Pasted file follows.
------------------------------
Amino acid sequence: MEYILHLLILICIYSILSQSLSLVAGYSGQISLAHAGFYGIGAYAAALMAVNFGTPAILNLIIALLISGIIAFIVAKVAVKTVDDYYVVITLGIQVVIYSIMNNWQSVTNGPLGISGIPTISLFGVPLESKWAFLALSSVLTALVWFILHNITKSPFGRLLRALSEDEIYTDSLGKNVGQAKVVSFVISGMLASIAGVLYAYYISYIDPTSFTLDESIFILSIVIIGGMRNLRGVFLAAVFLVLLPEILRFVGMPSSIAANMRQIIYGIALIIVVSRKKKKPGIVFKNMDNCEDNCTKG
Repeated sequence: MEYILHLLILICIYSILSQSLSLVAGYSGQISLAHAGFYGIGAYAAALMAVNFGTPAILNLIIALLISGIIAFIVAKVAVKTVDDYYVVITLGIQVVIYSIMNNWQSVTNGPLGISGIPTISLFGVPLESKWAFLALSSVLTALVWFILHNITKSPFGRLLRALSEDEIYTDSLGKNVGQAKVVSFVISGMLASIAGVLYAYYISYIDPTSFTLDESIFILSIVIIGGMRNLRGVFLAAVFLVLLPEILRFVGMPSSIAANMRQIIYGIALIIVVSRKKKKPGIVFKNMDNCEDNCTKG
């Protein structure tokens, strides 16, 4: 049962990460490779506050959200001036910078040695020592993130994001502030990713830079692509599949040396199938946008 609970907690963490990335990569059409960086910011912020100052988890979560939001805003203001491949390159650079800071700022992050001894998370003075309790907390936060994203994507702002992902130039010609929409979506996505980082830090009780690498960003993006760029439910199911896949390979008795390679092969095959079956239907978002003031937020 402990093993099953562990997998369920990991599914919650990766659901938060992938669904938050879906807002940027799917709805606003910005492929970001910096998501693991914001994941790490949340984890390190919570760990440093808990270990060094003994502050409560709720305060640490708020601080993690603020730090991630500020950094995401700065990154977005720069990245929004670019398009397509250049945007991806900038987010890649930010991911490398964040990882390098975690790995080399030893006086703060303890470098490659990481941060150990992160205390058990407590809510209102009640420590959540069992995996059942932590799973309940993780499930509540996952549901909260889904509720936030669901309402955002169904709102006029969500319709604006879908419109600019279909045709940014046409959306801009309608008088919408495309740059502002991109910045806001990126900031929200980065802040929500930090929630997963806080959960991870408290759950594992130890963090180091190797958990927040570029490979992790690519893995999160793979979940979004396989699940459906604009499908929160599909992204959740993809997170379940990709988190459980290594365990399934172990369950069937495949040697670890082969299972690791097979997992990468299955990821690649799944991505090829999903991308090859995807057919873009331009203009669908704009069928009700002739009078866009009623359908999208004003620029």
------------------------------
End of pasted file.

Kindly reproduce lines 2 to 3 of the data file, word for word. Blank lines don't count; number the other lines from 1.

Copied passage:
Repeated sequence: MEYILHLLILICIYSILSQSLSLVAGYSGQISLAHAGFYGIGAYAAALMAVNFGTPAILNLIIALLISGIIAFIVAKVAVKTVDDYYVVITLGIQVVIYSIMNNWQSVTNGPLGISGIPTISLFGVPLESKWAFLALSSVLTALVWFILHNITKSPFGRLLRALSEDEIYTDSLGKNVGQAKVVSFVISGMLASIAGVLYAYYISYIDPTSFTLDESIFILSIVIIGGMRNLRGVFLAAVFLVLLPEILRFVGMPSSIAANMRQIIYGIALIIVVSRKKKKPGIVFKNMDNCEDNCTKG
């Protein structure tokens, strides 16, 4: 049962990460490779506050959200001036910078040695020592993130994001502030990713830079692509599949040396199938946008 609970907690963490990335990569059409960086910011912020100052988890979560939001805003203001491949390159650079800071700022992050001894998370003075309790907390936060994203994507702002992902130039010609929409979506996505980082830090009780690498960003993006760029439910199911896949390979008795390679092969095959079956239907978002003031937020 402990093993099953562990997998369920990991599914919650990766659901938060992938669904938050879906807002940027799917709805606003910005492929970001910096998501693991914001994941790490949340984890390190919570760990440093808990270990060094003994502050409560709720305060640490708020601080993690603020730090991630500020950094995401700065990154977005720069990245929004670019398009397509250049945007991806900038987010890649930010991911490398964040990882390098975690790995080399030893006086703060303890470098490659990481941060150990992160205390058990407590809510209102009640420590959540069992995996059942932590799973309940993780499930509540996952549901909260889904509720936030669901309402955002169904709102006029969500319709604006879908419109600019279909045709940014046409959306801009309608008088919408495309740059502002991109910045806001990126900031929200980065802040929500930090929630997963806080959960991870408290759950594992130890963090180091190797958990927040570029490979992790690519893995999160793979979940979004396989699940459906604009499908929160599909992204959740993809997170379940990709988190459980290594365990399934172990369950069937495949040697670890082969299972690791097979997992990468299955990821690649799944991505090829999903991308090859995807057919873009331009203009669908704009069928009700002739009078866009009623359908999208004003620029």